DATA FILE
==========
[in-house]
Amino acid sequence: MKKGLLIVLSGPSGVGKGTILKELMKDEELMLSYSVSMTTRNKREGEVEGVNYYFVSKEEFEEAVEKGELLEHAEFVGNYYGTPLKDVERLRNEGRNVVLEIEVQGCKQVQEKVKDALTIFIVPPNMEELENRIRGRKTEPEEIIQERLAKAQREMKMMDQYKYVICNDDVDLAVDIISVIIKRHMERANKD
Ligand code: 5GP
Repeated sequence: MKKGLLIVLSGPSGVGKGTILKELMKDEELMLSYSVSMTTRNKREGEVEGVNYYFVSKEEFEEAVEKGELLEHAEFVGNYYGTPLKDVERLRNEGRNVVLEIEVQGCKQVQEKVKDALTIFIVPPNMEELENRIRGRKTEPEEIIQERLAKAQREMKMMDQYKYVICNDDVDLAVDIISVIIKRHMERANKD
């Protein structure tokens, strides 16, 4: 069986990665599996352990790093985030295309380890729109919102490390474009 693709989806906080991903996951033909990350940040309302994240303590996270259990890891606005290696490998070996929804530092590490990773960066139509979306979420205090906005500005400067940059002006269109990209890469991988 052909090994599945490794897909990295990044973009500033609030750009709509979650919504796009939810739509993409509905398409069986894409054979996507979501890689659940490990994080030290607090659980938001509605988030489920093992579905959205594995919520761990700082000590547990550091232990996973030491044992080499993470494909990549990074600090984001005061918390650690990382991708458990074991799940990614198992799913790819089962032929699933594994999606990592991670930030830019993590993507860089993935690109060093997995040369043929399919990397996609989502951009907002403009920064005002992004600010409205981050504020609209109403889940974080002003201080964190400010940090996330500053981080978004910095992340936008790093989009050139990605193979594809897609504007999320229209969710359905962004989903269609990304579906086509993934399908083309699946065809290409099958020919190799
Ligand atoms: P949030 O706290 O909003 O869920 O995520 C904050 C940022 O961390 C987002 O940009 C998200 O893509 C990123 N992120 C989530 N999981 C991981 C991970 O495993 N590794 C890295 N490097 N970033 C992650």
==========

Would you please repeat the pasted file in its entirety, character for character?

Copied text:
[in-house]
Amino acid sequence: MKKGLLIVLSGPSGVGKGTILKELMKDEELMLSYSVSMTTRNKREGEVEGVNYYFVSKEEFEEAVEKGELLEHAEFVGNYYGTPLKDVERLRNEGRNVVLEIEVQGCKQVQEKVKDALTIFIVPPNMEELENRIRGRKTEPEEIIQERLAKAQREMKMMDQYKYVICNDDVDLAVDIISVIIKRHMERANKD
Ligand code: 5GP
Repeated sequence: MKKGLLIVLSGPSGVGKGTILKELMKDEELMLSYSVSMTTRNKREGEVEGVNYYFVSKEEFEEAVEKGELLEHAEFVGNYYGTPLKDVERLRNEGRNVVLEIEVQGCKQVQEKVKDALTIFIVPPNMEELENRIRGRKTEPEEIIQERLAKAQREMKMMDQYKYVICNDDVDLAVDIISVIIKRHMERANKD
């Protein structure tokens, strides 16, 4: 069986990665599996352990790093985030295309380890729109919102490390474009 693709989806906080991903996951033909990350940040309302994240303590996270259990890891606005290696490998070996929804530092590490990773960066139509979306979420205090906005500005400067940059002006269109990209890469991988 052909090994599945490794897909990295990044973009500033609030750009709509979650919504796009939810739509993409509905398409069986894409054979996507979501890689659940490990994080030290607090659980938001509605988030489920093992579905959205594995919520761990700082000590547990550091232990996973030491044992080499993470494909990549990074600090984001005061918390650690990382991708458990074991799940990614198992799913790819089962032929699933594994999606990592991670930030830019993590993507860089993935690109060093997995040369043929399919990397996609989502951009907002403009920064005002992004600010409205981050504020609209109403889940974080002003201080964190400010940090996330500053981080978004910095992340936008790093989009050139990605193979594809897609504007999320229209969710359905962004989903269609990304579906086509993934399908083309699946065809290409099958020919190799
Ligand atoms: P949030 O706290 O909003 O869920 O995520 C904050 C940022 O961390 C987002 O940009 C998200 O893509 C990123 N992120 C989530 N999981 C991981 C991970 O495993 N590794 C890295 N490097 N970033 C992650």